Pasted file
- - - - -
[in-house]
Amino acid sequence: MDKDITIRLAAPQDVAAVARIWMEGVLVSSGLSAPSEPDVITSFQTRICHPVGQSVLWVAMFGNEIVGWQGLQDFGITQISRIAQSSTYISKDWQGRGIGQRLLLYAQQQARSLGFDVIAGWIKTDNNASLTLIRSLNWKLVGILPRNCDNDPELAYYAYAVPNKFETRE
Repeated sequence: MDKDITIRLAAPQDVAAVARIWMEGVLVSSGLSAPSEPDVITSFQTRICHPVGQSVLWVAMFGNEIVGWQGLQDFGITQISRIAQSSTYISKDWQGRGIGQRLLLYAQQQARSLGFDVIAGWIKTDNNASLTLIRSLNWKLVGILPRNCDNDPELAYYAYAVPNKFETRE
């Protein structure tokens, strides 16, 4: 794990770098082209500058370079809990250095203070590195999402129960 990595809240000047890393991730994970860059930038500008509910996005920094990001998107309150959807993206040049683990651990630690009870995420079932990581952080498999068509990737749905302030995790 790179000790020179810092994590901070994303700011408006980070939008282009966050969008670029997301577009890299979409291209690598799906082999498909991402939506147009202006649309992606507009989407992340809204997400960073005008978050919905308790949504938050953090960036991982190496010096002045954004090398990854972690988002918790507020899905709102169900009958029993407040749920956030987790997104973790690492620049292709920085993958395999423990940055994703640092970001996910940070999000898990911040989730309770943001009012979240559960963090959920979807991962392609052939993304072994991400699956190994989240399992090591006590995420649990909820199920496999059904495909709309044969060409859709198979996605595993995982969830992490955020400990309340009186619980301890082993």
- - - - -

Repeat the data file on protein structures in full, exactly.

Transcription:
[in-house]
Amino acid sequence: MDKDITIRLAAPQDVAAVARIWMEGVLVSSGLSAPSEPDVITSFQTRICHPVGQSVLWVAMFGNEIVGWQGLQDFGITQISRIAQSSTYISKDWQGRGIGQRLLLYAQQQARSLGFDVIAGWIKTDNNASLTLIRSLNWKLVGILPRNCDNDPELAYYAYAVPNKFETRE
Repeated sequence: MDKDITIRLAAPQDVAAVARIWMEGVLVSSGLSAPSEPDVITSFQTRICHPVGQSVLWVAMFGNEIVGWQGLQDFGITQISRIAQSSTYISKDWQGRGIGQRLLLYAQQQARSLGFDVIAGWIKTDNNASLTLIRSLNWKLVGILPRNCDNDPELAYYAYAVPNKFETRE
């Protein structure tokens, strides 16, 4: 794990770098082209500058370079809990250095203070590195999402129960 990595809240000047890393991730994970860059930038500008509910996005920094990001998107309150959807993206040049683990651990630690009870995420079932990581952080498999068509990737749905302030995790 790179000790020179810092994590901070994303700011408006980070939008282009966050969008670029997301577009890299979409291209690598799906082999498909991402939506147009202006649309992606507009989407992340809204997400960073005008978050919905308790949504938050953090960036991982190496010096002045954004090398990854972690988002918790507020899905709102169900009958029993407040749920956030987790997104973790690492620049292709920085993958395999423990940055994703640092970001996910940070999000898990911040989730309770943001009012979240559960963090959920979807991962392609052939993304072994991400699956190994989240399992090591006590995420649990909820199920496999059904495909709309044969060409859709198979996605595993995982969830992490955020400990309340009186619980301890082993």